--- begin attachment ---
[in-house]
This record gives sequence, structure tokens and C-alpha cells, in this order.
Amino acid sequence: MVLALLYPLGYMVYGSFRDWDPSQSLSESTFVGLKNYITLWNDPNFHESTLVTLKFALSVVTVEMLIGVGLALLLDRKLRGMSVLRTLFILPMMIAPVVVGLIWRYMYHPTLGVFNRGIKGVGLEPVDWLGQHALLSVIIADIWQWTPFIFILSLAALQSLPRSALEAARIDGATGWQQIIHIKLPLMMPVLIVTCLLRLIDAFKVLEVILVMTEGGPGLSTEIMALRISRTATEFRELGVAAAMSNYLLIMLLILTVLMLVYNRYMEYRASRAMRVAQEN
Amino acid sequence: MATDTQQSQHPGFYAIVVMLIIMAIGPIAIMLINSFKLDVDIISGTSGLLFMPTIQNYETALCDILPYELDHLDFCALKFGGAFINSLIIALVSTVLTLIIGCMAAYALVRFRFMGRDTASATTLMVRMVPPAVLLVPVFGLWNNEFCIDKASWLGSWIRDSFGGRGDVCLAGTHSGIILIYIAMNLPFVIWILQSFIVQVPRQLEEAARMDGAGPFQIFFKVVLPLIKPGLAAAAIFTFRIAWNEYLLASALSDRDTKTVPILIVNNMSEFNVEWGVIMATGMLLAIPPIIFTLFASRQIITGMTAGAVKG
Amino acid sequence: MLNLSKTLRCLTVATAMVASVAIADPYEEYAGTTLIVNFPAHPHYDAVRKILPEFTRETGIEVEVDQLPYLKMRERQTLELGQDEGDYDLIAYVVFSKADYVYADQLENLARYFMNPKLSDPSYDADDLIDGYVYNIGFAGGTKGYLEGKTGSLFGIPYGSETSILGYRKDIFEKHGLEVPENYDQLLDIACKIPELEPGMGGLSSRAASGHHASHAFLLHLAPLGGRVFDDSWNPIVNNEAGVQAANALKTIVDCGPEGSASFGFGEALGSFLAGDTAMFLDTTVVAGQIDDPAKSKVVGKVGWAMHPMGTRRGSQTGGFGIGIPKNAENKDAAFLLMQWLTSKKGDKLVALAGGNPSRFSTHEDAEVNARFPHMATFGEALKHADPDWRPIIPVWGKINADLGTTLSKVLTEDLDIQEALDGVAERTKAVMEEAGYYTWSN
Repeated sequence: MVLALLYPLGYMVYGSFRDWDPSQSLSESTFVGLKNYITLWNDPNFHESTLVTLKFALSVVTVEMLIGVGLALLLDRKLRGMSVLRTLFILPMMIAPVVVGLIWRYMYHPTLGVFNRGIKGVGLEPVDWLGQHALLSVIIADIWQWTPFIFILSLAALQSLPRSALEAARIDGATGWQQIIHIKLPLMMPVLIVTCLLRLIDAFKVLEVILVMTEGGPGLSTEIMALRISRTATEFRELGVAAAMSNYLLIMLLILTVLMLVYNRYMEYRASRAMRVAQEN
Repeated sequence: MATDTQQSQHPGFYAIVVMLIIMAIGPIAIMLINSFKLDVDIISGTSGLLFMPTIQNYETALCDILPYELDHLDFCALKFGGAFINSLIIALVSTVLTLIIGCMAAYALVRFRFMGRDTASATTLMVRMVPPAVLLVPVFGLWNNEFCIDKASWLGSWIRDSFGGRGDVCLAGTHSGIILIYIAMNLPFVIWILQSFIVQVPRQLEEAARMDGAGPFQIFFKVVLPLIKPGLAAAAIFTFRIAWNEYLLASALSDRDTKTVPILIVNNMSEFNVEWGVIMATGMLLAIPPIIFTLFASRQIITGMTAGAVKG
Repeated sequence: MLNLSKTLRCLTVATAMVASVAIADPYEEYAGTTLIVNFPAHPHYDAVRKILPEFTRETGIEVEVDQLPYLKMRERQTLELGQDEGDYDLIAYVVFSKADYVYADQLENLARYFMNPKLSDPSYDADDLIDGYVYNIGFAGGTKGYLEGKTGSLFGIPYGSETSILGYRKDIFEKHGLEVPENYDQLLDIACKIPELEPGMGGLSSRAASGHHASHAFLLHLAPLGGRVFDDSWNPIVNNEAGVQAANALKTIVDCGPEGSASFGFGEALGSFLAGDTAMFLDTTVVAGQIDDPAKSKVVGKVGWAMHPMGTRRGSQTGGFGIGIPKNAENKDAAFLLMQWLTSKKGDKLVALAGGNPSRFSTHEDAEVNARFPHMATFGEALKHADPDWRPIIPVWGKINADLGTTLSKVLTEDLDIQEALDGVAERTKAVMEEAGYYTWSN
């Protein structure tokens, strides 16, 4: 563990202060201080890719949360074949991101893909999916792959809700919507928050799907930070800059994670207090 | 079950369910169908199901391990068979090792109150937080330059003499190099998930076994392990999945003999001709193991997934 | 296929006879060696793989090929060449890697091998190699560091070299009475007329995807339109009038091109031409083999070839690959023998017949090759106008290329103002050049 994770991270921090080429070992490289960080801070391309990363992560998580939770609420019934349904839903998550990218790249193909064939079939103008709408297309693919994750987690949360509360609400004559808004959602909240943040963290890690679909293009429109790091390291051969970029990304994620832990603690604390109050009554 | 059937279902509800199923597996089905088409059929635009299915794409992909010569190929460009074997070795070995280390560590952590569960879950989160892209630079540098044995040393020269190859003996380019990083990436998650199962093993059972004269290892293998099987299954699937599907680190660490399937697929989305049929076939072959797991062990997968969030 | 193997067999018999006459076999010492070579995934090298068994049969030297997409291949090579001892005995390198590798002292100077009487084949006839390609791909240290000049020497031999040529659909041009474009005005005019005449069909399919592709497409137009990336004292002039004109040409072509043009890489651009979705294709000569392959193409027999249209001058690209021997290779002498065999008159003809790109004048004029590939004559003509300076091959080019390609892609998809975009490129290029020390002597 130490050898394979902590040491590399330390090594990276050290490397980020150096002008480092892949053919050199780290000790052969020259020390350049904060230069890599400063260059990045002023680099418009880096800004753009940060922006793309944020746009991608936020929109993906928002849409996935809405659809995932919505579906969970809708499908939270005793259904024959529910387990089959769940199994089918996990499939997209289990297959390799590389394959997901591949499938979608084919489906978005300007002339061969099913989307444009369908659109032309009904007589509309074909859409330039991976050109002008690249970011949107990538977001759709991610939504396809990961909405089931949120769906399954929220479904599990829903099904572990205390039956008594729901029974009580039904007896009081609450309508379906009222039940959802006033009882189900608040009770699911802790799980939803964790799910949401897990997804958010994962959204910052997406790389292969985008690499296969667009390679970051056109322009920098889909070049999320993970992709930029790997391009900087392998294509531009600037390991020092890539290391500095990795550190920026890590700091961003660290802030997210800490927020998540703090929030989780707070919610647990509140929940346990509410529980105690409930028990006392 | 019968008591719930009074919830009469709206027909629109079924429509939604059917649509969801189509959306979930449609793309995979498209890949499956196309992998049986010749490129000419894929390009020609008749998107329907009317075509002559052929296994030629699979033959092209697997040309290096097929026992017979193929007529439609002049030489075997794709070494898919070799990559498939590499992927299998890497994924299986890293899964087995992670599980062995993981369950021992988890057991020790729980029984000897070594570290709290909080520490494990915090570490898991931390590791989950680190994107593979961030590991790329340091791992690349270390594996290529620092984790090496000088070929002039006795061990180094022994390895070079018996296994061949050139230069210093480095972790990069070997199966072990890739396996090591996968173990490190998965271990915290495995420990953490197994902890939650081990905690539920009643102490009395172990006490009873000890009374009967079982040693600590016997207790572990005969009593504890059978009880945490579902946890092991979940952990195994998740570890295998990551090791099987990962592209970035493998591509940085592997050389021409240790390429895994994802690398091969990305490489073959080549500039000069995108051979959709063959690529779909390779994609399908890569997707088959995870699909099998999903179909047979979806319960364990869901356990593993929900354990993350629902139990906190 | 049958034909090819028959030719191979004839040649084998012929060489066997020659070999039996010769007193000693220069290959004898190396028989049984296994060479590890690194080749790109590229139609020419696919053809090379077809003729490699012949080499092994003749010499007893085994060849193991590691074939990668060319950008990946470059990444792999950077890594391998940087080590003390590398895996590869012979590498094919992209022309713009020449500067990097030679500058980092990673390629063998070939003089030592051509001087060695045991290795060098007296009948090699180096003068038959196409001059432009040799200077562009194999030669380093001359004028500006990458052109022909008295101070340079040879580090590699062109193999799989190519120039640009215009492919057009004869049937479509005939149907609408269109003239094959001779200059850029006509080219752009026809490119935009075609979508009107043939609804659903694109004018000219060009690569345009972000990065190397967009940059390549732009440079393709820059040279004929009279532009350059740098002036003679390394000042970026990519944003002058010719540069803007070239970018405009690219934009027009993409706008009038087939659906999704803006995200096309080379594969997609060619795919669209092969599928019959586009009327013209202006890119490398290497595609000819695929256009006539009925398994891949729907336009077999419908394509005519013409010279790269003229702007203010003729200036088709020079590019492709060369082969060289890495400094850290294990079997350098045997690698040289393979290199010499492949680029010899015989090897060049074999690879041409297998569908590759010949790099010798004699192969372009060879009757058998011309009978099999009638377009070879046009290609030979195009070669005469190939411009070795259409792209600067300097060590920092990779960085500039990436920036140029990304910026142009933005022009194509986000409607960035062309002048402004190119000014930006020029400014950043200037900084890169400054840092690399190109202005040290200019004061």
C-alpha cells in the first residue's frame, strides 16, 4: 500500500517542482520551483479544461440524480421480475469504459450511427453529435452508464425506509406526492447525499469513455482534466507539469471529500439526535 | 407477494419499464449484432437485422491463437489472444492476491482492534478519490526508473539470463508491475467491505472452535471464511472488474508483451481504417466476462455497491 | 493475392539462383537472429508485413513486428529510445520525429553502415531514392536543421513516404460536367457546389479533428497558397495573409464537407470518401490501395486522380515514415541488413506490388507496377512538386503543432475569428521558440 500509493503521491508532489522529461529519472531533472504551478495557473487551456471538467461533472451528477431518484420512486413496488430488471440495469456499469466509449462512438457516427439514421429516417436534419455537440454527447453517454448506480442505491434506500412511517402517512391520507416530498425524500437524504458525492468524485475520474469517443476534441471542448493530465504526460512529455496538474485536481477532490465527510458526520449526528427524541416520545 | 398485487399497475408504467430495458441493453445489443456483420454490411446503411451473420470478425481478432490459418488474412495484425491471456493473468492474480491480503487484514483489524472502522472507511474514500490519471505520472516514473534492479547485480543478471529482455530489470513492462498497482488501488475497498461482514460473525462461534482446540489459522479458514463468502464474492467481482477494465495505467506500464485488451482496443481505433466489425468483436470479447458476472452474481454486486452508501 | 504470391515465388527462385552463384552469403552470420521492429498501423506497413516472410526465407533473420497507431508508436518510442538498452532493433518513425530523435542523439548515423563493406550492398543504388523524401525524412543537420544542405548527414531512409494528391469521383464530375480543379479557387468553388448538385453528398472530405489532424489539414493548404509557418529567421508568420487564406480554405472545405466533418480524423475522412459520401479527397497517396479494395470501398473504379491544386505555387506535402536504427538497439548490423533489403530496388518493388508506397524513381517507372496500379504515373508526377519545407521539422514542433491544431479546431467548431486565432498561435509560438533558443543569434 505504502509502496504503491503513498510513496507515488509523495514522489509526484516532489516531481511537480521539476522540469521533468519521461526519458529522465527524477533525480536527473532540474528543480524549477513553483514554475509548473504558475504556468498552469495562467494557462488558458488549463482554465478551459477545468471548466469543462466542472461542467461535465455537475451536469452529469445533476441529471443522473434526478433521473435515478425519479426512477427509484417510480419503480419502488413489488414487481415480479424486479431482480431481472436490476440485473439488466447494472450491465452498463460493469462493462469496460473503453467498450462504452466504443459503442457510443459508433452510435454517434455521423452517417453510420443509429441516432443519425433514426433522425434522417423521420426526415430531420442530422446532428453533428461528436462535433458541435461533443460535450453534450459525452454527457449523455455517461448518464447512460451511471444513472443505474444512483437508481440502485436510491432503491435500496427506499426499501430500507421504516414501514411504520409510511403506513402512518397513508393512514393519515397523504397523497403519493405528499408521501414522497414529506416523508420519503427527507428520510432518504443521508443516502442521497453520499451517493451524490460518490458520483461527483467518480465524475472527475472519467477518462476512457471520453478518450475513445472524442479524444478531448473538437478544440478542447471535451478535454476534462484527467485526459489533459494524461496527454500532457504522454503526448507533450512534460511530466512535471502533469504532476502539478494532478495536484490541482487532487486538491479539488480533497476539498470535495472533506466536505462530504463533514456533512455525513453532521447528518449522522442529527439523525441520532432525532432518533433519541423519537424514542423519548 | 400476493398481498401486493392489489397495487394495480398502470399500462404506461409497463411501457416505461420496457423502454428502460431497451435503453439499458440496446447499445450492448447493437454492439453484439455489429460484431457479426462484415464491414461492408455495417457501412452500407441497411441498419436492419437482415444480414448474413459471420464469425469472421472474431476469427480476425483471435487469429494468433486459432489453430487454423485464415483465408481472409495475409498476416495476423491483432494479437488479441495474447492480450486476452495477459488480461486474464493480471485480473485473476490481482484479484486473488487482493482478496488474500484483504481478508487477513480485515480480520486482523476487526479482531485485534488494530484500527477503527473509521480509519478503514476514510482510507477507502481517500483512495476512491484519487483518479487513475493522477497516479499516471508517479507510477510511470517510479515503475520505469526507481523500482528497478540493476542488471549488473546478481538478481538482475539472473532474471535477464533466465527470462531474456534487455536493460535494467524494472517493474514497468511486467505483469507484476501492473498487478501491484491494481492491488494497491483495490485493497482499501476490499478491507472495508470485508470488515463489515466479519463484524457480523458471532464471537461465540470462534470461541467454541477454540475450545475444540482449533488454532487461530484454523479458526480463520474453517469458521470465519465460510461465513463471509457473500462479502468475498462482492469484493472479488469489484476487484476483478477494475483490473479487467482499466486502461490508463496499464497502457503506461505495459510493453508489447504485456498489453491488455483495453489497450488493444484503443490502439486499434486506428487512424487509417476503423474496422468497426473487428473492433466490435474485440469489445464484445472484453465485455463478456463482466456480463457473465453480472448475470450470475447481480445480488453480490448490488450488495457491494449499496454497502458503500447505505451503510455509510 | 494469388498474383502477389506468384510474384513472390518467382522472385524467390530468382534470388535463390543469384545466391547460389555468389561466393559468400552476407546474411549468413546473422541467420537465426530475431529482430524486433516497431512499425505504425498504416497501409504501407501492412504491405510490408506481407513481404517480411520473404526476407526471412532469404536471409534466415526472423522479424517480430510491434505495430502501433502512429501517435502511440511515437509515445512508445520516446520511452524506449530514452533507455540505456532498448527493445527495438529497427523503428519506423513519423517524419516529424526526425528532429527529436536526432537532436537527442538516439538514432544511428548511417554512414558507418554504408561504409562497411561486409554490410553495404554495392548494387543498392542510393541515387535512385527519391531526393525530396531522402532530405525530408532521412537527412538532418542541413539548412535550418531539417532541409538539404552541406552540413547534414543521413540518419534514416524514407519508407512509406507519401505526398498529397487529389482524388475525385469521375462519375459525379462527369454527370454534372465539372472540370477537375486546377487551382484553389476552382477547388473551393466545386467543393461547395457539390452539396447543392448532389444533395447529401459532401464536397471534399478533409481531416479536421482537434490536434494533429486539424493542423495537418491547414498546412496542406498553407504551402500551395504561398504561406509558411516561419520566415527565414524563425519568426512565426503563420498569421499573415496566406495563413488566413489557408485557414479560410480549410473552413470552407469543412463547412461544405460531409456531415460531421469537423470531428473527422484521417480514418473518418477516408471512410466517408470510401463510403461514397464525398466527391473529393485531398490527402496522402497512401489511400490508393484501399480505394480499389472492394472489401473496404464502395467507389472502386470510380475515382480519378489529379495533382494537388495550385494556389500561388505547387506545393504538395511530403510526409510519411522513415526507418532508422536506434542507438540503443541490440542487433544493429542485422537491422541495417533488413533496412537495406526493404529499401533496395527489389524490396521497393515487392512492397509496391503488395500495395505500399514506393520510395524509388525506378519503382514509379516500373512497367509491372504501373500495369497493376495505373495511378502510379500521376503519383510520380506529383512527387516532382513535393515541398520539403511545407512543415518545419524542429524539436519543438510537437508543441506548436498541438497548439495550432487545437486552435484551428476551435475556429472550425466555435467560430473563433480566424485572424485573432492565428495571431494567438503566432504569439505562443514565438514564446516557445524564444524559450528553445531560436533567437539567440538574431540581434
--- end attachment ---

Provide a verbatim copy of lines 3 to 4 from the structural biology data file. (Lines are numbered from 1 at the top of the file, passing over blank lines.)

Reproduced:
Amino acid sequence: MVLALLYPLGYMVYGSFRDWDPSQSLSESTFVGLKNYITLWNDPNFHESTLVTLKFALSVVTVEMLIGVGLALLLDRKLRGMSVLRTLFILPMMIAPVVVGLIWRYMYHPTLGVFNRGIKGVGLEPVDWLGQHALLSVIIADIWQWTPFIFILSLAALQSLPRSALEAARIDGATGWQQIIHIKLPLMMPVLIVTCLLRLIDAFKVLEVILVMTEGGPGLSTEIMALRISRTATEFRELGVAAAMSNYLLIMLLILTVLMLVYNRYMEYRASRAMRVAQEN
Amino acid sequence: MATDTQQSQHPGFYAIVVMLIIMAIGPIAIMLINSFKLDVDIISGTSGLLFMPTIQNYETALCDILPYELDHLDFCALKFGGAFINSLIIALVSTVLTLIIGCMAAYALVRFRFMGRDTASATTLMVRMVPPAVLLVPVFGLWNNEFCIDKASWLGSWIRDSFGGRGDVCLAGTHSGIILIYIAMNLPFVIWILQSFIVQVPRQLEEAARMDGAGPFQIFFKVVLPLIKPGLAAAAIFTFRIAWNEYLLASALSDRDTKTVPILIVNNMSEFNVEWGVIMATGMLLAIPPIIFTLFASRQIITGMTAGAVKG